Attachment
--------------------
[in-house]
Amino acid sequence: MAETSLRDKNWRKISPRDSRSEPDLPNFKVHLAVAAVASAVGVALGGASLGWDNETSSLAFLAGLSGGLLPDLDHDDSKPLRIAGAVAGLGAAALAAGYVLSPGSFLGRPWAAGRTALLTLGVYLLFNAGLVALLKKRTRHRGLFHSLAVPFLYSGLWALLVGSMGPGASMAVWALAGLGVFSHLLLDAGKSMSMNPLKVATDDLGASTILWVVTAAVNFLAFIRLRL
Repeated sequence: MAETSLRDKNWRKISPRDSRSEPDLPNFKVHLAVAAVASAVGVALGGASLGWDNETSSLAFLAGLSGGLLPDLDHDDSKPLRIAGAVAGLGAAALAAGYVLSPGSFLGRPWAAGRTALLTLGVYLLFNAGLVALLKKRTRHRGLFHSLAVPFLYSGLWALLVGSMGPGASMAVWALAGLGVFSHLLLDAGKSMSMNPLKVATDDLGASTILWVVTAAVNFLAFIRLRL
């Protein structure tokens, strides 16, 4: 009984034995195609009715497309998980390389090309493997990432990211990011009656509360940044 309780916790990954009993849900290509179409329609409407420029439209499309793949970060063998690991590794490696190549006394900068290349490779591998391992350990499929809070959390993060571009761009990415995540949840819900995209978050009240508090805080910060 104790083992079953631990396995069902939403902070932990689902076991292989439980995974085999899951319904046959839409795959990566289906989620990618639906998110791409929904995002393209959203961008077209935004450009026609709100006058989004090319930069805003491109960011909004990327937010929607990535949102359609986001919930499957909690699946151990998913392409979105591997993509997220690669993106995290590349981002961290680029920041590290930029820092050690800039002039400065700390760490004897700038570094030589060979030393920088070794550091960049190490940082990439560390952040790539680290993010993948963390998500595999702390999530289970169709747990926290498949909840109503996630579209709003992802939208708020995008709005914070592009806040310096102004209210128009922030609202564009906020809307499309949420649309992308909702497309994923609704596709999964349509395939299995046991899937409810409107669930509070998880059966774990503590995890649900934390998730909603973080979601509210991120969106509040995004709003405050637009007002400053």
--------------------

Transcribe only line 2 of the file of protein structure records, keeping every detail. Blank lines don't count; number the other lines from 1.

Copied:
Amino acid sequence: MAETSLRDKNWRKISPRDSRSEPDLPNFKVHLAVAAVASAVGVALGGASLGWDNETSSLAFLAGLSGGLLPDLDHDDSKPLRIAGAVAGLGAAALAAGYVLSPGSFLGRPWAAGRTALLTLGVYLLFNAGLVALLKKRTRHRGLFHSLAVPFLYSGLWALLVGSMGPGASMAVWALAGLGVFSHLLLDAGKSMSMNPLKVATDDLGASTILWVVTAAVNFLAFIRLRL